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Robot soccer, exotic peppers, social justice and more: why these undergrads are U of T's newest Loran scholars

From left to right, Devon Bourgeois, Aidan Harold, Jack McCrossin and Sayeh Yousefi won Loran Scholarships last year. Each award is valued at $100,000 over four years (photo courtesy of Joana Nyambura/Loran Scholars Foundation)

Four first-year U of T students won Loran Scholarships, one of Canada's most distinguished university awards

They beat the odds to get here, and now they are making a mark at U of T. 

Out of more than 4,000 applications to the prestigious Loran Scholarship last year, only 31 were picked. And four of last year's winners are now at U of T: Devon Bourgeois, Aidan Harold, Jack McCrossin and Sayeh Yousefi

Every applicant must have high grades – an 85 per cent average is required – but the winners are chosen based on character, leadership and dedication to community service. The scholarship is valued at $100,000 over four years, including a $10,000 annual living stipend, a matching tuition waiver and funds for a summer internship. A dozen current U of T students are Loran scholars.

Meet the newest cohorts, who came from opposite ends of the country and a couple of places in between, each with big plans and ambitions. 


Devon Bourgeois from West Kelowna, B.C.


Devon Bourgeois, a computer science major at U of T Mississauga, won a Loran Scholarship for demonstrating character, leadership and a willingness to help his community. He co-founded his high school's student council and volunteered at a homeless shelter and foodbank (photo courtesy of Devon Bourgeois)

Bourgeois has been interested in programming ever since he learned to play video games. “I love computers. I grew up around them,” he said. “As far as what I’d like to do as a job: I’d love to be the next Bill Gates, but that doesn’t happen without a lot of hard work.”

Now majoring in computer science at U of T Mississauga, he wants to study artificial intelligence. And he already has some experience with the subject. In high school, he built a disc-shaped AI gadget for robot soccer tournaments. About the size of a dinner plate, it could move, shoot and score on its own.  

This summer, he hopes to land an internship through the Loran Scholars Foundation in Cameroon to help develop an emergency medical response system. 


Aidan Harold from Welland, Ont. 


Loran scholar Aidan Harold is a political science student who is also in the Munk One program at U of T's Munk School of Global Affairs (photo by Geoffrey Vendeville)

Like his fellow Loran scholars, Harold was a straight-A student, but working hard in school didn’t hold him back from community service. 

He was a youth public health ambassador for the Niagara Region and serves on the executive council of the Ontario Student Trustees Association.

Once a year, he and his family organize a music festival called Owenpalooza in memory of his late brother Owen who died in a car accident. The proceeds fund a scholarship at his old high school and also go toward a “random acts of kindness fund,” which has paid for autism service dogs, rebuilding houses by fire and other charitable causes. 

Read about Harold in The Welland Tribune

After just one full semester at U of T studying political science, he is already make his presence felt on campus: he is on the board of directors of the student weekly, The Varsity, and volunteers for the local chapter of Canadian Students for Sensible Drug Policy.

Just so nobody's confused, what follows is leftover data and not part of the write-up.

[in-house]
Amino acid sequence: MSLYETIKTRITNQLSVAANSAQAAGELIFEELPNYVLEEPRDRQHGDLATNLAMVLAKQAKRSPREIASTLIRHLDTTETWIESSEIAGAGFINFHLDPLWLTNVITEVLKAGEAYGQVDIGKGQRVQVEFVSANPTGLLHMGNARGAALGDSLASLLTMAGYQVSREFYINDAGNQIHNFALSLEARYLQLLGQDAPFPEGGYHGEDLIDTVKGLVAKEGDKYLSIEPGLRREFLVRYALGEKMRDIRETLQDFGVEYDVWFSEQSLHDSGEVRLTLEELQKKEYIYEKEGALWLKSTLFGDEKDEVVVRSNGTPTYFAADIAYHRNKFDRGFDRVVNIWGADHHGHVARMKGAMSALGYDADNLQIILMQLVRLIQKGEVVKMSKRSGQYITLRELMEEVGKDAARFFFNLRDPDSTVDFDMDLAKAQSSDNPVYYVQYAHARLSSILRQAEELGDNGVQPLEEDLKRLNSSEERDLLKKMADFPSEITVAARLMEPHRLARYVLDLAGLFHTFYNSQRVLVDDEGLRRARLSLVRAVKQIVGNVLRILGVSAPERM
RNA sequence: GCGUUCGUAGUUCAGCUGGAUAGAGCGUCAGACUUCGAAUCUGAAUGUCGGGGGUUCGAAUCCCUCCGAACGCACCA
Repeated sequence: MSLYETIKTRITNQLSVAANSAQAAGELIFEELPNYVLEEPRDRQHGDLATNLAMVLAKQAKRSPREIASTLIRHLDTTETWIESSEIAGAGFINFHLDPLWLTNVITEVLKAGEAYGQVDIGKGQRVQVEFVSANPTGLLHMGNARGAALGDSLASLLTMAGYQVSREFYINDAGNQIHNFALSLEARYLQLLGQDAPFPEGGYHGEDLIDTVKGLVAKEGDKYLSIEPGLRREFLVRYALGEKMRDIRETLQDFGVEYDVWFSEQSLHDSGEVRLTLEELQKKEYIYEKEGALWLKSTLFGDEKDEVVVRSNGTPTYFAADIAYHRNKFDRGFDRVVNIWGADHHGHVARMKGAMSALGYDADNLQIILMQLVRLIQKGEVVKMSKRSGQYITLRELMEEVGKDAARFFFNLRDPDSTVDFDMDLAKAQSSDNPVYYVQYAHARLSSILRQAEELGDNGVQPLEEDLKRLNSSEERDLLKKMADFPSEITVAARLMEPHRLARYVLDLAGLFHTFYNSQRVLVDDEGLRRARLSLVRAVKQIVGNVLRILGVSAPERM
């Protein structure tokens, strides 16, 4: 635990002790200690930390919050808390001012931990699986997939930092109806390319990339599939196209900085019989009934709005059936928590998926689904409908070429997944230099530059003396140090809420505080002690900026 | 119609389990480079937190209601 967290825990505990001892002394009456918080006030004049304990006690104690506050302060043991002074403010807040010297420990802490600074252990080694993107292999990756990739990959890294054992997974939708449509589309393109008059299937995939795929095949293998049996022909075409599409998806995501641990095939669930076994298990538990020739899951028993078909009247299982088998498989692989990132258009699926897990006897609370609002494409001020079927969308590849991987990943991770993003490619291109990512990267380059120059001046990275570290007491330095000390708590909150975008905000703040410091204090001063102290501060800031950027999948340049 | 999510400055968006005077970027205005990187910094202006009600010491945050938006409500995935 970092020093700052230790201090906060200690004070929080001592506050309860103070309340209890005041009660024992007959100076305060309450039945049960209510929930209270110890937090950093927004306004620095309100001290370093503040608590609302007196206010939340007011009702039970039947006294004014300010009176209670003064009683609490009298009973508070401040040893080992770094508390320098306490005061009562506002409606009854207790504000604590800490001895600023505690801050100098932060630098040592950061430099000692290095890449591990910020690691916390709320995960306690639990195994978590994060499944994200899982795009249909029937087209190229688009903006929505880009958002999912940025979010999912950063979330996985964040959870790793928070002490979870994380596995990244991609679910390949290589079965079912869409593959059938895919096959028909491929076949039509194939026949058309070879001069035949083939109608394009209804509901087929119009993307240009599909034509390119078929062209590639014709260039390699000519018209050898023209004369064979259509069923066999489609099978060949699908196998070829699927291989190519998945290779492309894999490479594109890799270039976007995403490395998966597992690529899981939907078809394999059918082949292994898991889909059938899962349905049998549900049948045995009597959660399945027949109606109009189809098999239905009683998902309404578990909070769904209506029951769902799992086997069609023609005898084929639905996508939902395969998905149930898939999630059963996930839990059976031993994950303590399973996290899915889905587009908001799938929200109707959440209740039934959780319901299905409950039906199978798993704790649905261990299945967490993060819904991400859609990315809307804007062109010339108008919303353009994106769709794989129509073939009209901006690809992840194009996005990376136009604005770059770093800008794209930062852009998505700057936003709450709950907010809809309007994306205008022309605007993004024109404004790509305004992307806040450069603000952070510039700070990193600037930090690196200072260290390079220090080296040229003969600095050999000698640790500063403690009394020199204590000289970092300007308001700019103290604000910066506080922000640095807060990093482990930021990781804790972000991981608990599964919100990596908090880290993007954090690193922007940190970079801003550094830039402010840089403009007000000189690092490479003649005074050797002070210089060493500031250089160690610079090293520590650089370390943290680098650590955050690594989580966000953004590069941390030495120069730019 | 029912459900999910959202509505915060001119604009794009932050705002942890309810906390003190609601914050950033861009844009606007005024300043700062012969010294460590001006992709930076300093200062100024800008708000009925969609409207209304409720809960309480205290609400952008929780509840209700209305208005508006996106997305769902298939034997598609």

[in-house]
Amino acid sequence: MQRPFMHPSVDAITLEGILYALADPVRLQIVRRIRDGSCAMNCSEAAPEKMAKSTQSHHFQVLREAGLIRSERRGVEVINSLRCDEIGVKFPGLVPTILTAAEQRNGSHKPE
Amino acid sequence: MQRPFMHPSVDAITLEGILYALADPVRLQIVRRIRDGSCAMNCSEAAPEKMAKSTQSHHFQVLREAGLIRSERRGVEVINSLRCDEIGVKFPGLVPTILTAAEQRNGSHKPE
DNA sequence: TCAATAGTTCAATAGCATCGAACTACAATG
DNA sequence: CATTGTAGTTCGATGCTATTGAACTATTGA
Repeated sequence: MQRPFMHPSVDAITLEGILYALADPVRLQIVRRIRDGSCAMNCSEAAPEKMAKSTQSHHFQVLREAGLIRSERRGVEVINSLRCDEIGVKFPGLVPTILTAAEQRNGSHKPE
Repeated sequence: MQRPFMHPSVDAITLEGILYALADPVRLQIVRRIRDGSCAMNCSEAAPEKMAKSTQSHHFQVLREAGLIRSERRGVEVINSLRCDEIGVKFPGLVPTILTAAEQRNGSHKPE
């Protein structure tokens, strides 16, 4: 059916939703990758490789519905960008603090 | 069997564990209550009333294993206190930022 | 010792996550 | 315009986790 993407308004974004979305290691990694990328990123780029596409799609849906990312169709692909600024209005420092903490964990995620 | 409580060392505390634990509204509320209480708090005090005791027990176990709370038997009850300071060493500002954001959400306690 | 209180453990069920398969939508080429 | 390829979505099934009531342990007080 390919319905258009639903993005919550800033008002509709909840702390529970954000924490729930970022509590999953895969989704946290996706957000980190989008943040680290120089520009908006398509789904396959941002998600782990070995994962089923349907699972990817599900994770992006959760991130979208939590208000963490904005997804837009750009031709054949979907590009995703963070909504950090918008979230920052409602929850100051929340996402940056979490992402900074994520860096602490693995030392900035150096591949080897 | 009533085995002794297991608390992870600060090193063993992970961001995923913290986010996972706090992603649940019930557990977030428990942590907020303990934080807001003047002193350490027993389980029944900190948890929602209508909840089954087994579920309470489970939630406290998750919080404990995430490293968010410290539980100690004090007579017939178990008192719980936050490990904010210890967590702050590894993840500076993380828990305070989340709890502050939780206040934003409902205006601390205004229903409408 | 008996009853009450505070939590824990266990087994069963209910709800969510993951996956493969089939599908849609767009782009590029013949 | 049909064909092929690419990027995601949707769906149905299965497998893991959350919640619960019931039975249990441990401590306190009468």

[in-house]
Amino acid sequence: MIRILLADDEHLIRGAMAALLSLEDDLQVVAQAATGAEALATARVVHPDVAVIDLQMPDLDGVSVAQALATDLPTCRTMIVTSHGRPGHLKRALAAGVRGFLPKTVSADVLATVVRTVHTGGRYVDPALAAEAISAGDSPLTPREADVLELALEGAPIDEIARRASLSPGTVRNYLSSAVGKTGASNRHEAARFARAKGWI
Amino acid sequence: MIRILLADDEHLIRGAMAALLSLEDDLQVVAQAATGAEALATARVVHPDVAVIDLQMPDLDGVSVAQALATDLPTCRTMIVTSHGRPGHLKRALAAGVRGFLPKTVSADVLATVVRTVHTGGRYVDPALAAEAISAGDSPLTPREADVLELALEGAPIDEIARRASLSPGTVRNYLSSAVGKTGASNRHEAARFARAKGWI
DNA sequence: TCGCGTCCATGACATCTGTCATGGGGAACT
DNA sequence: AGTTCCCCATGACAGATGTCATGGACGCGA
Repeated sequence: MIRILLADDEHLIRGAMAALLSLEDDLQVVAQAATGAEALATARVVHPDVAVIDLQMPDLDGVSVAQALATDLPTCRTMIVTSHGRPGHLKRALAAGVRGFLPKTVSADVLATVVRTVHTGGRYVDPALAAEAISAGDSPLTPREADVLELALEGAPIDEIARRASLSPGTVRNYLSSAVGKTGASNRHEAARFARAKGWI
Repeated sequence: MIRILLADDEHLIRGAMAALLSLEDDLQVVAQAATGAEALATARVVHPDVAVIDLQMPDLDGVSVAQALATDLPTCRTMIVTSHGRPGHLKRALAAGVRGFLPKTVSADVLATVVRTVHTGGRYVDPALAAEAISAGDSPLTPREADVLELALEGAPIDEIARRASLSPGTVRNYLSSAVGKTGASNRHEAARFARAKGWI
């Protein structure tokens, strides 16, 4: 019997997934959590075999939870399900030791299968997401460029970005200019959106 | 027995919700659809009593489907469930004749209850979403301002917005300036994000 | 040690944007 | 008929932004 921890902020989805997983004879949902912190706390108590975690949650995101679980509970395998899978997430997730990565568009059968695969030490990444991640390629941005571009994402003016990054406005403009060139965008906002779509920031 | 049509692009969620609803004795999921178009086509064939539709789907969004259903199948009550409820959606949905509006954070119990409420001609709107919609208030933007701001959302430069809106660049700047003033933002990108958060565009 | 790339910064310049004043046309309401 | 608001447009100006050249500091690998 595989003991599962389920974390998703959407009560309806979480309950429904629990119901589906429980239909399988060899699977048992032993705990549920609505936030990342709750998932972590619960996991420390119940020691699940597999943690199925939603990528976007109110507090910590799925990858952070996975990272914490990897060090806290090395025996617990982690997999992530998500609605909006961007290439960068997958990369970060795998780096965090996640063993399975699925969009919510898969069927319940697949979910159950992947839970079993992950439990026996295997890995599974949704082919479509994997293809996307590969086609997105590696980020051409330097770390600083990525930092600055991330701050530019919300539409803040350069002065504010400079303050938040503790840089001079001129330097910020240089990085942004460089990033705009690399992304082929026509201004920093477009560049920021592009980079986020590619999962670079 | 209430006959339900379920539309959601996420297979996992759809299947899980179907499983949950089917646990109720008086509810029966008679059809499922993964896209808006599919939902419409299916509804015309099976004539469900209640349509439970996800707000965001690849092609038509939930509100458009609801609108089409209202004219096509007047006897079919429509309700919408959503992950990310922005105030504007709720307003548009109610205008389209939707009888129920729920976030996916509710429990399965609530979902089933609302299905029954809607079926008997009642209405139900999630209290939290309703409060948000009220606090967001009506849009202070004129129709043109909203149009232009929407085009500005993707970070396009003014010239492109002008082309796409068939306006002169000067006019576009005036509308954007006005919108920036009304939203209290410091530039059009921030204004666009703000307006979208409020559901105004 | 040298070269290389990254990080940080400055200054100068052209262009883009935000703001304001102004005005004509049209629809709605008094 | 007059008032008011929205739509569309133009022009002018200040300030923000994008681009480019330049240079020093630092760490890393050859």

“I’ve really enjoyed my time here so far,” he said. “I really like the ability to find a lot of different, little communities. There are all kinds of groups with people who are passionate about the same things you’re passionate about.” 


Jack McCrossin from Grand Bay, N.B.


Jack McCrossin came to U of T for academics, the city and the culture. The Loran scholar is a theatre buff who acted in high school and community theatre (photo by Geoffrey Vendeville)

McCrossin became fascinated by cities on his travels through Europe and Asia. In China, where he volunteered for an NGO in orphanages, he marveled at the pace of rapid development. 

He followed his passion to Toronto, where he is majoring in urban studies, but this meant leaving another passion behind in Grand Bay, N.B., a suburb of St. John.

Back home, he is known to some as Pepper Jack, a nickname he earned after growing an impressive collection of exotic peppers. He sold the peppers at markets and eventually saved enough for a greenhouse.

Although the pepper plants stayed in New Brunswick, his moniker followed him to Toronto. New friends on campus gave him a few small pepper plants recently, and he tends to them in his dorm room at Innis College. 


Jack McCrossin's peppers (right) and the greenhouse (left) in New Brunswick (photo courtesy of Jack McCrossin)


Sayeh Yousefi from Langley, B.C. 


Sayeh Yousefi is an aspiring author. For now, the Loran scholar is majoring in English and international relations at U of T (photo by Geoffrey Vendeville) 

A passion for social justice and a love of writing led Yousefi to major in English and international relations.

She volunteered for Oxfam in high school and continues to do so at U of T, helping with campaigns and fundraising. She is a copy editor at The Varsity and plays defence on an intramural soccer team. 

As a Loran scholar, each student is paired with a mentor, and Yousefi says that she lucked out by being matched with Frank Iacobucci, a former Supreme Court Justice and former dean of U of T’s Faculty of Law. 

Although only in her first year, Yousefi already has an idea about what she would like to accomplish after graduation: write a book about her family’s history in Iran.

“I want my writing to have some sort of impact on the world, to educate and engage youth in global affairs,” she said. 

Read about Yousefi in The Langley Advance